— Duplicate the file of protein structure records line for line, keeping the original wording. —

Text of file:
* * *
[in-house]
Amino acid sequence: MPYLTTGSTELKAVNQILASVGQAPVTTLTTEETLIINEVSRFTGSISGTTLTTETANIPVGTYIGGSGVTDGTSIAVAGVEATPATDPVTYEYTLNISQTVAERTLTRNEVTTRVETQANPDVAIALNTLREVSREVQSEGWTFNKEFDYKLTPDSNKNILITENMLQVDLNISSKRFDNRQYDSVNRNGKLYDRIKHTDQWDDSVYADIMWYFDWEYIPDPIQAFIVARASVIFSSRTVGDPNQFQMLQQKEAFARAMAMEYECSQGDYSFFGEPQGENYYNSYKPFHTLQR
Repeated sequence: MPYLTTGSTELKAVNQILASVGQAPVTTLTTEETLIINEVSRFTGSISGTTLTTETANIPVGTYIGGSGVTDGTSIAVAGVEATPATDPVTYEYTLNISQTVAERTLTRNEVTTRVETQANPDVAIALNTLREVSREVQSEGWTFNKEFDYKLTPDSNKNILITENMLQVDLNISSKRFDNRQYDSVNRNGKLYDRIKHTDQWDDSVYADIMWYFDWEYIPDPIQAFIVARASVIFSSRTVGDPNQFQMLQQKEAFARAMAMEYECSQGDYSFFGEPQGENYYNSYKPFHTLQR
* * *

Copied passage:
[in-house]
Amino acid sequence: MPYLTTGSTELKAVNQILASVGQAPVTTLTTEETLIINEVSRFTGSISGTTLTTETANIPVGTYIGGSGVTDGTSIAVAGVEATPATDPVTYEYTLNISQTVAERTLTRNEVTTRVETQANPDVAIALNTLREVSREVQSEGWTFNKEFDYKLTPDSNKNILITENMLQVDLNISSKRFDNRQYDSVNRNGKLYDRIKHTDQWDDSVYADIMWYFDWEYIPDPIQAFIVARASVIFSSRTVGDPNQFQMLQQKEAFARAMAMEYECSQGDYSFFGEPQGENYYNSYKPFHTLQR
Repeated sequence: MPYLTTGSTELKAVNQILASVGQAPVTTLTTEETLIINEVSRFTGSISGTTLTTETANIPVGTYIGGSGVTDGTSIAVAGVEATPATDPVTYEYTLNISQTVAERTLTRNEVTTRVETQANPDVAIALNTLREVSREVQSEGWTFNKEFDYKLTPDSNKNILITENMLQVDLNISSKRFDNRQYDSVNRNGKLYDRIKHTDQWDDSVYADIMWYFDWEYIPDPIQAFIVARASVIFSSRTVGDPNQFQMLQQKEAFARAMAMEYECSQGDYSFFGEPQGENYYNSYKPFHTLQR